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Palin's Learning Curve

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By David S. Broder
Wednesday, September 3, 2008

ST. PAUL, Minn. -- Tom Donilon, the Washington lawyer who did the delegate-counting for Jimmy Carter in 1980, has a bit of practical wisdom that he has offered over the years to many other Democratic presidential hopefuls.

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"There is no learning curve steeper than your first race for national office," Donilon has warned those who have turned to him for counsel, many of whom have survived tough races in their home states. The difference between the scrutiny that applies to contenders for president or vice president and candidates for any other offices is so great that shocks are inevitable, Donilon advises.

The Donilon maxim is about to be tested -- in spades -- by Sarah Palin, the 44-year-old freshman governor of Alaska chosen by John McCain as his running mate.

Over the next few weeks, starting this evening with her acceptance speech, then with her first solo campaign trips, her first news conferences and interviews, and finally her Oct. 2 debate with Democrat Joe Biden, Palin will be tested as never before. Nothing she has experienced in her home town of Wasilla, where she was mayor, or her state capital can really prepare her for this.

I know little of the dynamics of Alaskan politics. I have covered only one campaign in that state, a distant contest where another feisty female Republican, Arliss Sturgulewski, lost the governorship to a transplanted North Carolinian named Steve Cowper. One of the striking things about that week, in which we traveled from Anchorage to Nome and back, was the fact that during the whole run, the candidates and I never ran into another reporter.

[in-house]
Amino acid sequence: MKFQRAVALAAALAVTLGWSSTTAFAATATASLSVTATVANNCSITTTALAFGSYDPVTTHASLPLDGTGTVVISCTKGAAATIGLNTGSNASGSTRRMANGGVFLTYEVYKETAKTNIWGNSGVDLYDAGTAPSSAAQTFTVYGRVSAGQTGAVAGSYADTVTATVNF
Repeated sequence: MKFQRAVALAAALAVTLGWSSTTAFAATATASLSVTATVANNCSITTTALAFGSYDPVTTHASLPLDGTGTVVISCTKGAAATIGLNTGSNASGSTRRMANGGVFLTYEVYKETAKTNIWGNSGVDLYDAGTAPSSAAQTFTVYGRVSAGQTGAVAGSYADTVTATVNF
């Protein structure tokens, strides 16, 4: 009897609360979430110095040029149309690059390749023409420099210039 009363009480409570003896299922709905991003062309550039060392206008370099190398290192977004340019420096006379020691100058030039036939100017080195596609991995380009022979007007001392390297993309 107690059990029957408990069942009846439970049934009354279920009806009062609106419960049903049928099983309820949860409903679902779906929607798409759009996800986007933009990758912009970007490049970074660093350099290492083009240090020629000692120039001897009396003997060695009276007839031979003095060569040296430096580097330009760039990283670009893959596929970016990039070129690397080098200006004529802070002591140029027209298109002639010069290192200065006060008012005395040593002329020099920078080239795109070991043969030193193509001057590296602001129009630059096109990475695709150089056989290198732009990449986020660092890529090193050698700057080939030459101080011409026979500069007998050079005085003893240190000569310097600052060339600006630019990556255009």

Now, Palin won't be able to blink without having a camera in her face. Her words and actions will be scrutinized as never before -- as reporters and voters alike try to determine if she's ready to step into the presidency.

The Donilon rule is why the almost universal reaction to Palin's surprise selection among the professional politicians attending the Republican National Convention here has been one of extreme caution.

Bill Jones, the former California secretary of state and a longtime McCain enthusiast, said that the choice of Palin stirred real enthusiasm in his state delegation, in part because "we're tired of being taunted by Democrats as the party of old white guys." Then he added: "She will either be a stunning advantage for John or a disaster."

The risk that Barack Obama avoided by selecting Biden, a two-time presidential candidate and longtime senator, is one that McCain accepted in hopes of strengthening his own reformer credentials.

His aides insist that Palin was not a last-minute choice but had been high on his prospect list since they met last February when she was in Washington for a meeting of the National Governors Association. They also assert that she had been "fully vetted."

But only three days after she was named came the disclosure that her 17-year-old unmarried daughter was five months' pregnant. The family said the young woman planned to carry the pregnancy to term and to marry the father of her unborn child.

Inside the convention, the news was mostly accepted with equanimity. "People deal with family issues like this all the time," said Sen. Norm Coleman of Minnesota -- a line I heard echoed from Connecticut to Idaho.


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